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Is Reviva TGF Beta-1 Cream really a growth factor

Is a Solution for:
Sagging Skin
September 24, 2009 Reviewed by Marta 5 Comments
When Aerwin told me about Reviva's TGF Beta- 1 Cream ($35), I immediately thought that it was based on a transforming growth factor (TGF) and here was Reviva once more at the cutting edge of cosmetics with a keenly priced product. This turned out to be true, but it must be admitted that in this case Reviva has taken a bit of cosmetic licence.

On its website, Reviva says that "TGF Beta- 1 Cream features a brand new peptide... Palmitoyl Tripeptide 3 with functions different than other peptides and considered a high-tech 'tissue growth factor'. Partnered with Homestatine this combination influences cell metabolism, stimulating development and cell migration while determining their shape.

Palmitoyl tripeptide 3 (it used to be pt 5) isn't exactly a transforming growth factor. Otherwise known as Syn-coll, it is a small peptide with a unique sequence to mimic the human body’s own mechanism to produce collagen via TGF-β, tissue growth factor. All well and good, but by calling its cream TGF Beta- 1, Reviva's had me a bit confused.

In fact, TGF-beta (1-3) is a little different. This is a 'super' protein that controls cell functions such as growth and proliferation. It also regulates cell death. Studies at Cornell, Vanderbilt and Jefferson show that TGF-beta stimulates collagen and elastin. It is taken from human cells and used in products by Jan Marini, A&G and ReLuma.

This doesn't mean Syn-Coll isn't a good ingredient as well. The claims for Syn-Coll are eye-brow raising, to say the least. Collagen production is increased by 119% and the manufacturer says it will actually remove wrinkles. It is claimed that a 2.5% concentration of Syn-Coll outperforms the darling of the peptides, Matrixyl, at 10%.

Meanwhile Homeostatine is a bit of a stretch as well. Galactomannan is actually the gum of the tara fruit as in a common food additive used as a stabilizer in things like ice cream. That basically makes Homeostatine a marine botanical - specifically, enteromorpha compressa. Research suggests that this seaweed is good at suppressing allergic reactions and in tests on food preservation is a free radical scavenger.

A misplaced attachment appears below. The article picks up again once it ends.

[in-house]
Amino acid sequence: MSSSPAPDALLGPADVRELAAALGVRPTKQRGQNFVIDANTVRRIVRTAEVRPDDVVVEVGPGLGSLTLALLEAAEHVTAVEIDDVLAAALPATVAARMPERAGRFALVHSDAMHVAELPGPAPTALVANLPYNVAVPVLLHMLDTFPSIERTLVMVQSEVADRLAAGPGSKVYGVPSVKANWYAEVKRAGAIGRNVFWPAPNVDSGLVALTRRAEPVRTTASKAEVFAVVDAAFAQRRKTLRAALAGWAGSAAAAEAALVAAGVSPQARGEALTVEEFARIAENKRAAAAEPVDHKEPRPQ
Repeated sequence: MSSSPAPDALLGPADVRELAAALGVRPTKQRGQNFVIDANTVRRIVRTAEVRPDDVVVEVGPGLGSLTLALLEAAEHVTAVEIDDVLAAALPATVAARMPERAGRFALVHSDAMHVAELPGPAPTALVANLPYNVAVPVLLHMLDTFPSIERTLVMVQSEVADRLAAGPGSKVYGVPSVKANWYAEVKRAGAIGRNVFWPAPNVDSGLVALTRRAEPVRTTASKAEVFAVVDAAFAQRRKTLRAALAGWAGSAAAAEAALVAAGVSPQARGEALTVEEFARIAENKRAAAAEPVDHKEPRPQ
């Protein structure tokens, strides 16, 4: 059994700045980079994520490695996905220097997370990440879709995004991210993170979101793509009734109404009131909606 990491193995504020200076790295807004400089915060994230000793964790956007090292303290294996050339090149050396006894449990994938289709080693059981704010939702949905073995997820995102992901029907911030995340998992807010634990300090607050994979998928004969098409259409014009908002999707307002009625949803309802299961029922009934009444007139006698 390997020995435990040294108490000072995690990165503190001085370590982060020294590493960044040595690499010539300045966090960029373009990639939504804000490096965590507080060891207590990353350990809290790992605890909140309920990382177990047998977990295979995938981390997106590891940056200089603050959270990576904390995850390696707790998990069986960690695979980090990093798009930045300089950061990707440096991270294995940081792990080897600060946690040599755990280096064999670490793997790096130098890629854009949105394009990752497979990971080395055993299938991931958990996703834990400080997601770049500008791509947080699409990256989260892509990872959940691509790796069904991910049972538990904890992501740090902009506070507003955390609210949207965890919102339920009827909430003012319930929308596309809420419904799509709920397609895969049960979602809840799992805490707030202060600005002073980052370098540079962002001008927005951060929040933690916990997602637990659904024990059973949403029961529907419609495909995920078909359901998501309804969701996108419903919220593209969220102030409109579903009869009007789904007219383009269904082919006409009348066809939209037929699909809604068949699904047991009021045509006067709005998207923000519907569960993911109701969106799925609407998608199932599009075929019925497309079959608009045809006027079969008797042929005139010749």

Funnily enough, while I was trying to find out what salicoyl phytosphingosine is, I came across a near identical cream to Reviva's called Physician's Complex Tissue Growth Factor selling for $66. Presumably the difference in price is due to the CoQ10 in Physicians. Oh yes, according to the International Journal of Cosmetic Science, salicyloyl phytosphingosine is based on natural lipids and when topically applied to the face, reduces the depth of wrinkles and improves skin texture in photoaged skin.

Ingredients in Reviva

Demineralized Spring Water, Glycerin (veg.), Olive Oil, Palmitoyl Tripeptide-3, Coconut Endosperm, Homeostatine (Marine Pentasaccharide & Galactomannan from Tara Fruit), Salicoyl Phytosphingosine, Myristly Alcohol, COQ-10, Hydrolized Soy Protein, Squalane, Soybean Oil, Carbomer 940, Cetearyl Alcohol, Simethicone, Xanthan Gum, Potassium Sorbate, Sodium Benzoate, Citric Acid.

Ingredients in Physician's Complex

Demineralized Spring Water, Glycerin, Olive Oil, Palmitoyl Tripeptide-3, Coconut Endosperm, Homeostatine (Marine Pentasaccharide & Galactomannan from Tara Fruit), Salicoyl Phytosphingoside, Myristyl Alcohol, Coenzyme Q-10, Hydrolyzed Soy Protein, Squalane, Soybean Oil, Carbomer 940, Cetearyl Alcohol, Simethicone, Xanthan Gum, Potassium Sorbate, Sodium Benzoate, Citric Acid.
  • June 6, 2011

    by Sandra E

    I have been using this TGF-beta cream for over a year and it is great. My wrinkles seem to have smoothed out..I would not be without it!

    I also use other creams..and add DMAE to a regular day cream for a treatment. I had Rosacea at one time and I tried lots of stuff - this cream is one of the best...I use it AM & PM when I take my meds! Good way to remember to use it.

    This brand has some very good products and the price is right. Do your homework and compare the ingredients of the very expensive known brands that work, and you will find affordable very similar stuff you can afford. I do not think there is a need to purchase $500. face creams any longer..not when there is a brand like Reviva around.

  • January 30, 2010

    by tman

    I have used Reviva TGF-1 over several months. It seems to work best over a light moisterizer. I did notice some collagen growth. Its not as irritating as Retinol. One may want to do 2 weeks Retinol, then switch 2 weeks Reviva as a continued treatment.

  • September 24, 2009

    by marta

    Barbara you are right, I overlooked CoQ10. Either they are part of the same company/group or someone else makes batches of cream and sells them to companies to put their own brand on.

  • September 24, 2009

    by Barbara

    Hi Marta,

    But according to the ingredients list posted above, Reviva cream also contains Coenzyme Q10, so there is now difference! It is really strange?! The same company must stand behind these two brands..

  • September 24, 2009

    by aerwin

    I think I am going to give this a shot. I am more than pleased with Reviva's Dmae cream. I believe I can use this product under it. Reviva has not disappointed me yet.

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